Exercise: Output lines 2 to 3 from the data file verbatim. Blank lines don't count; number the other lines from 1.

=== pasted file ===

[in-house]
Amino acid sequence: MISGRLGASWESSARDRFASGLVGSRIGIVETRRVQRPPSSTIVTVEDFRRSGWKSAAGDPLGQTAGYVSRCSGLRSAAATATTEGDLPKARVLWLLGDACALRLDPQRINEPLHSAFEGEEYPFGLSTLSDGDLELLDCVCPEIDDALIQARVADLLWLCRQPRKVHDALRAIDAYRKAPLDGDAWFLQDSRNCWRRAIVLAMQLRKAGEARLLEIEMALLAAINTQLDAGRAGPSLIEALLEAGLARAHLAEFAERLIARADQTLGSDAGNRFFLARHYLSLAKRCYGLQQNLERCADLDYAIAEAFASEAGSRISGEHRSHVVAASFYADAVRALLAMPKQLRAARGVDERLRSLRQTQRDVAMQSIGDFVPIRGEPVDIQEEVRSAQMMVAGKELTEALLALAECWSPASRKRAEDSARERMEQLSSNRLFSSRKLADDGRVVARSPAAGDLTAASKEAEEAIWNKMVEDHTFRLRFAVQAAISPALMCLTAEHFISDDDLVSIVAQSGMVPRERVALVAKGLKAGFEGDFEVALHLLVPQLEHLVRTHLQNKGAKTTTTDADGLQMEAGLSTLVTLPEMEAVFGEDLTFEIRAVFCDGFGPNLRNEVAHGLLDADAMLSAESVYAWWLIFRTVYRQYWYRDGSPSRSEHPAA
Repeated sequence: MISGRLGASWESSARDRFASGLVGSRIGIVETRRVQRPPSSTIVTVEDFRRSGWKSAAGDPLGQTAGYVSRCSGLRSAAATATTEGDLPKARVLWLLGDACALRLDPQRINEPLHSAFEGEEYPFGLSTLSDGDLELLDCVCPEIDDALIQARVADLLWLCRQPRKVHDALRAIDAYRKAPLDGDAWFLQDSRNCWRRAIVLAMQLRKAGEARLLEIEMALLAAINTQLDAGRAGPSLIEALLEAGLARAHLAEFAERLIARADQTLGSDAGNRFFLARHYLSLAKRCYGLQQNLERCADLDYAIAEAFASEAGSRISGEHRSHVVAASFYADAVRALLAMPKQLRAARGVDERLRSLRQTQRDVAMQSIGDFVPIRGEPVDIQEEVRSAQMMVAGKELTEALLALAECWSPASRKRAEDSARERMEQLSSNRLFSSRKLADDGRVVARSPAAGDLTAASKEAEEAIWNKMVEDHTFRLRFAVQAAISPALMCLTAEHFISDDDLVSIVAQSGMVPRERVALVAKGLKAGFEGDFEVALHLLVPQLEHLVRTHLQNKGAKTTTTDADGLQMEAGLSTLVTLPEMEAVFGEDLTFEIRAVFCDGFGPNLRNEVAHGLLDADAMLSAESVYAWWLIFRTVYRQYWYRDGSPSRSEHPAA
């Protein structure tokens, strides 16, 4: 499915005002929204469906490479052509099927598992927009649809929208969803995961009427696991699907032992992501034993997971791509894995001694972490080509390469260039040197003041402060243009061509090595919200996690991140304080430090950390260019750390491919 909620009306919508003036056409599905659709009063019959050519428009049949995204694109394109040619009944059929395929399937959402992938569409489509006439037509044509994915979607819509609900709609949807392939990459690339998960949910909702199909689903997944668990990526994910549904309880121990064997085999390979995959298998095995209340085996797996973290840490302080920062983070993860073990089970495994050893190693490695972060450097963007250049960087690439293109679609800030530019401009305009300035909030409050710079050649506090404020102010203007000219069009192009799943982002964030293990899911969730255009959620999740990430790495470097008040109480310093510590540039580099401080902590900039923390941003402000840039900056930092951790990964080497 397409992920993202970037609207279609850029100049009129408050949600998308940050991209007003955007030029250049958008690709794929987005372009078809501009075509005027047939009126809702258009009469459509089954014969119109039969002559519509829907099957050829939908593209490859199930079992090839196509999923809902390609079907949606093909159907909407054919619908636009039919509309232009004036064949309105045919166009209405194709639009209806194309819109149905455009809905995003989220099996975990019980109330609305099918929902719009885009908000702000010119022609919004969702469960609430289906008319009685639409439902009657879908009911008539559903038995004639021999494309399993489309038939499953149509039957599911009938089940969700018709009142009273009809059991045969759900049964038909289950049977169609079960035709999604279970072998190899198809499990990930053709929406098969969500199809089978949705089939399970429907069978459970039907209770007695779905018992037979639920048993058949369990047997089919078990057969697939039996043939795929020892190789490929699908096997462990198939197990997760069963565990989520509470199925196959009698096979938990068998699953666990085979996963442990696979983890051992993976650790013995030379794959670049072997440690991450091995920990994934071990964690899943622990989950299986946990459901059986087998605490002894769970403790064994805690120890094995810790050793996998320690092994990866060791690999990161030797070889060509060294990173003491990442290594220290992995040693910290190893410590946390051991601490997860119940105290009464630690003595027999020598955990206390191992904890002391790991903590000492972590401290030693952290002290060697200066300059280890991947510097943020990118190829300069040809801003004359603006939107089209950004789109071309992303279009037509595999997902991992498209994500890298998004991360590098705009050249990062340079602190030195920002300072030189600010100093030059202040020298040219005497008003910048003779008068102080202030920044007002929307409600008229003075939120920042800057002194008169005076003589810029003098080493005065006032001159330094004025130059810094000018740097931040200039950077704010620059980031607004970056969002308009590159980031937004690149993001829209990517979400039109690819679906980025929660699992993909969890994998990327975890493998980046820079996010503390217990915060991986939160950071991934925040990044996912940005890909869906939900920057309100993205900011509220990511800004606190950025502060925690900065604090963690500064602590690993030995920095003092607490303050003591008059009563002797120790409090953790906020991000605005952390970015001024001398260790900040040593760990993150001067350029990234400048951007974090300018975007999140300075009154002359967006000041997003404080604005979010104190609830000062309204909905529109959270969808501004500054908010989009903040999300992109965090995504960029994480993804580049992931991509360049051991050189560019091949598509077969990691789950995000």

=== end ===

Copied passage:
Amino acid sequence: MISGRLGASWESSARDRFASGLVGSRIGIVETRRVQRPPSSTIVTVEDFRRSGWKSAAGDPLGQTAGYVSRCSGLRSAAATATTEGDLPKARVLWLLGDACALRLDPQRINEPLHSAFEGEEYPFGLSTLSDGDLELLDCVCPEIDDALIQARVADLLWLCRQPRKVHDALRAIDAYRKAPLDGDAWFLQDSRNCWRRAIVLAMQLRKAGEARLLEIEMALLAAINTQLDAGRAGPSLIEALLEAGLARAHLAEFAERLIARADQTLGSDAGNRFFLARHYLSLAKRCYGLQQNLERCADLDYAIAEAFASEAGSRISGEHRSHVVAASFYADAVRALLAMPKQLRAARGVDERLRSLRQTQRDVAMQSIGDFVPIRGEPVDIQEEVRSAQMMVAGKELTEALLALAECWSPASRKRAEDSARERMEQLSSNRLFSSRKLADDGRVVARSPAAGDLTAASKEAEEAIWNKMVEDHTFRLRFAVQAAISPALMCLTAEHFISDDDLVSIVAQSGMVPRERVALVAKGLKAGFEGDFEVALHLLVPQLEHLVRTHLQNKGAKTTTTDADGLQMEAGLSTLVTLPEMEAVFGEDLTFEIRAVFCDGFGPNLRNEVAHGLLDADAMLSAESVYAWWLIFRTVYRQYWYRDGSPSRSEHPAA
Repeated sequence: MISGRLGASWESSARDRFASGLVGSRIGIVETRRVQRPPSSTIVTVEDFRRSGWKSAAGDPLGQTAGYVSRCSGLRSAAATATTEGDLPKARVLWLLGDACALRLDPQRINEPLHSAFEGEEYPFGLSTLSDGDLELLDCVCPEIDDALIQARVADLLWLCRQPRKVHDALRAIDAYRKAPLDGDAWFLQDSRNCWRRAIVLAMQLRKAGEARLLEIEMALLAAINTQLDAGRAGPSLIEALLEAGLARAHLAEFAERLIARADQTLGSDAGNRFFLARHYLSLAKRCYGLQQNLERCADLDYAIAEAFASEAGSRISGEHRSHVVAASFYADAVRALLAMPKQLRAARGVDERLRSLRQTQRDVAMQSIGDFVPIRGEPVDIQEEVRSAQMMVAGKELTEALLALAECWSPASRKRAEDSARERMEQLSSNRLFSSRKLADDGRVVARSPAAGDLTAASKEAEEAIWNKMVEDHTFRLRFAVQAAISPALMCLTAEHFISDDDLVSIVAQSGMVPRERVALVAKGLKAGFEGDFEVALHLLVPQLEHLVRTHLQNKGAKTTTTDADGLQMEAGLSTLVTLPEMEAVFGEDLTFEIRAVFCDGFGPNLRNEVAHGLLDADAMLSAESVYAWWLIFRTVYRQYWYRDGSPSRSEHPAA